How to Dispute A Charge Off If I Don’t Find Any Violations?

If you don’t find any violations, then your last resort is to request the account’s payment history from the lender.

Review their statements against the bank statements showing payments made. If they made any clerical issues, then you have grounds for disputing.

This happens more often than you would think.

You can also recheck the credit reports after you request the lender’s documentation. Sometimes they inadvertently update the account which could result in an FCRA violation.

If you still don’t find any violations or inaccuracies, then stop disputing. The account is accurate, verifiable, and timely. It cannot be legally removed.

Just because you know how to dispute a charge off, it doesn’t mean you’re going to win every time.

Getting Professional Help To Protect Your Rights

Now that you know how to dispute a charge off from a credit report, you may be thinking that this sounds like a lot of tedious boring work.

If you don’t want to be bothered with this process, or you don’t want to take any chances of messing up your one opportunity to remove a reporting error, then contact US Credit Advocate for a free consultation.

There is no cost or obligation to buy anything.

We’ll show you the possible violations, explain how to dispute credit report errors, and even connect you with one of our trusted legal partners if we believe you have a case.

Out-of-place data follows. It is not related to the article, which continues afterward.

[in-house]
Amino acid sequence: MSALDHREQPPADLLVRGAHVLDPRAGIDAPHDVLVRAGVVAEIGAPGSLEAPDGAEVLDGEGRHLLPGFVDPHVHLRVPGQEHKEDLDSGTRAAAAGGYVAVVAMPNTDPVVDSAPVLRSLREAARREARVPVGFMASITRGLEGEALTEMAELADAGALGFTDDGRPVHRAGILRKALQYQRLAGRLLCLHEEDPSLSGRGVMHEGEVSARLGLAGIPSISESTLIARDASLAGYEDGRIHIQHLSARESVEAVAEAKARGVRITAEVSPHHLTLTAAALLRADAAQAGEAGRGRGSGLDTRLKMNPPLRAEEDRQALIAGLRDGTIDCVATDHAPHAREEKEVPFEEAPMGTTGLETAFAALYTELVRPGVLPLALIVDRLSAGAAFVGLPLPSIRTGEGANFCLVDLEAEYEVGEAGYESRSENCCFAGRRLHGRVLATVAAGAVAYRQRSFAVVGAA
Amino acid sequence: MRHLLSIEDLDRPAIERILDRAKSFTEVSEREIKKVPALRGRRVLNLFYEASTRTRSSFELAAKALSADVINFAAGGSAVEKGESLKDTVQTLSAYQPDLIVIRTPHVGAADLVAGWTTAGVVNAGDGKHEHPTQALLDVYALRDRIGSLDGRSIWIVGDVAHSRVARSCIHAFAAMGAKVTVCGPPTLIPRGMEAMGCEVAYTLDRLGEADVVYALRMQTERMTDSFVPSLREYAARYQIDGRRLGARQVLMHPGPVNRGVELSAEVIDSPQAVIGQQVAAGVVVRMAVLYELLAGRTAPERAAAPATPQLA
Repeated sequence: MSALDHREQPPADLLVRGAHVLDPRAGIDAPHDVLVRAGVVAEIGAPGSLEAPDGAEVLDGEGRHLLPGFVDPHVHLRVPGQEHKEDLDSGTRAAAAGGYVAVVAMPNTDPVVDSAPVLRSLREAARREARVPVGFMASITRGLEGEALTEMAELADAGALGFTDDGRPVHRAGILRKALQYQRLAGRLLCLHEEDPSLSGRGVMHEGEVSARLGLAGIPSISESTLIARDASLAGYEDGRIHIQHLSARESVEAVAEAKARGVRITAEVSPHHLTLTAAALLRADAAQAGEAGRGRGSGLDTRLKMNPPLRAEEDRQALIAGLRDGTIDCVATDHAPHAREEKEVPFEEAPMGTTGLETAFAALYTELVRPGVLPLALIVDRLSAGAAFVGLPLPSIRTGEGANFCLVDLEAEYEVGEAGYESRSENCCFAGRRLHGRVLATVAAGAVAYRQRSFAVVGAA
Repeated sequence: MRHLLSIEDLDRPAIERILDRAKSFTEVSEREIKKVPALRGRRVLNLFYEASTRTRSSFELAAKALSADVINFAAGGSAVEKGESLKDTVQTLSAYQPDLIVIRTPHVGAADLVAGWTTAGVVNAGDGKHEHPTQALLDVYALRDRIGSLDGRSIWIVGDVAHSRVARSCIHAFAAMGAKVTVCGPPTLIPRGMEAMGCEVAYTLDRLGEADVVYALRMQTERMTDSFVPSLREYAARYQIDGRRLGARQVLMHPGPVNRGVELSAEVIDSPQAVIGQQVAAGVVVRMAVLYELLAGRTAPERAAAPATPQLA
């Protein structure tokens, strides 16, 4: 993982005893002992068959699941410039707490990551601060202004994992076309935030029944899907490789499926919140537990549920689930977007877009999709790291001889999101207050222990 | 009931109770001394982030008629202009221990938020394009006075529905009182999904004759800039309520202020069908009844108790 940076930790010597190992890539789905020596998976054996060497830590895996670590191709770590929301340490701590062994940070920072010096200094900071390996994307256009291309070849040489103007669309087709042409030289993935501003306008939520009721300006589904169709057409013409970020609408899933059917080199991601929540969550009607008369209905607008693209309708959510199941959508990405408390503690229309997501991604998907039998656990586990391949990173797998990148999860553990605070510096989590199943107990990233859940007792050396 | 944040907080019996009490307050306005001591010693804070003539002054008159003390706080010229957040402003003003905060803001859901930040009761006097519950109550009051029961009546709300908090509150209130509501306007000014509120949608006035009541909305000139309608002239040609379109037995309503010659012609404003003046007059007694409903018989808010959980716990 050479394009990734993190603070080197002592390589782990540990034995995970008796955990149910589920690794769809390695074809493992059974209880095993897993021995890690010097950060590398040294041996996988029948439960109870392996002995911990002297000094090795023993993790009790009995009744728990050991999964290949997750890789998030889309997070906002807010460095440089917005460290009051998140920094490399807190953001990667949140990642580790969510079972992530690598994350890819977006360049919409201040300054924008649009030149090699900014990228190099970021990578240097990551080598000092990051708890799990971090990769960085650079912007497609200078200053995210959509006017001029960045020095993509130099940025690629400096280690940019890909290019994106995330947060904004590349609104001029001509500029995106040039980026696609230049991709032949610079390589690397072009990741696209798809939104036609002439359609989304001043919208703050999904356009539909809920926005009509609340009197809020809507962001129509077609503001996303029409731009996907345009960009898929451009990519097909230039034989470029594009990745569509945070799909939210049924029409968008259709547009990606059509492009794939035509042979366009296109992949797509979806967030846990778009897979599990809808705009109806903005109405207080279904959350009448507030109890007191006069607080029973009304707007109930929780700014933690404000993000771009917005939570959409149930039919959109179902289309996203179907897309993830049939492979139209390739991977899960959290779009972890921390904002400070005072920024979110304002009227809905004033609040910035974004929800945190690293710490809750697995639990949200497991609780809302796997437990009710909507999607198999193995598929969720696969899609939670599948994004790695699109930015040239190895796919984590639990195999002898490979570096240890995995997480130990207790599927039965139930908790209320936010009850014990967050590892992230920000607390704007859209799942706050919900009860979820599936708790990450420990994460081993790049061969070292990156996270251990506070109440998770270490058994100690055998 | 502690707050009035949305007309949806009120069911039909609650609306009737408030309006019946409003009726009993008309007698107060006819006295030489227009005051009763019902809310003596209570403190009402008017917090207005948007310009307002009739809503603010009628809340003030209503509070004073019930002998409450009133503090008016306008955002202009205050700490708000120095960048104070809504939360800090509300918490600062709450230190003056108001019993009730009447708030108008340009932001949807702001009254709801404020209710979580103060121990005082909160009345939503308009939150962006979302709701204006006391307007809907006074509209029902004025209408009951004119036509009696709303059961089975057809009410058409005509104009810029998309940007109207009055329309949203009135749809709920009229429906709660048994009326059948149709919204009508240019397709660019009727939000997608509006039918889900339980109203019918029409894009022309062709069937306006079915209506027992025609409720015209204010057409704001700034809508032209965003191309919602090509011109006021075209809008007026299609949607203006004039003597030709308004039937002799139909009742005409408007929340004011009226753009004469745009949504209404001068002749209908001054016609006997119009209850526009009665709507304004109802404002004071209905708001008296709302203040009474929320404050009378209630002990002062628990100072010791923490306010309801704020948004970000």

Our legal partners work 100% on contingency. They only get paid if they win a settlement in your favor.

Click here to request a consultation now.

    6 replies to "How to Dispute A Charge Off"

    • Donald Cameau

      What section in the FCRA does it say it’s illegal to report a charge off or late payment after the account is closed?

      • Brian Diez

        The Fair Credit Reporting Act (FCRA) is a federal law that regulates the collection of consumer credit information and access to their credit reports. Its contents are open to legal interpretation in the same way the US Constitution is open to interpretation. That said, our attorneys have successfully argued in court that reporting a balance is a form of collection activity. If the debt was charged off, then they have forfeited their right to collect the debt.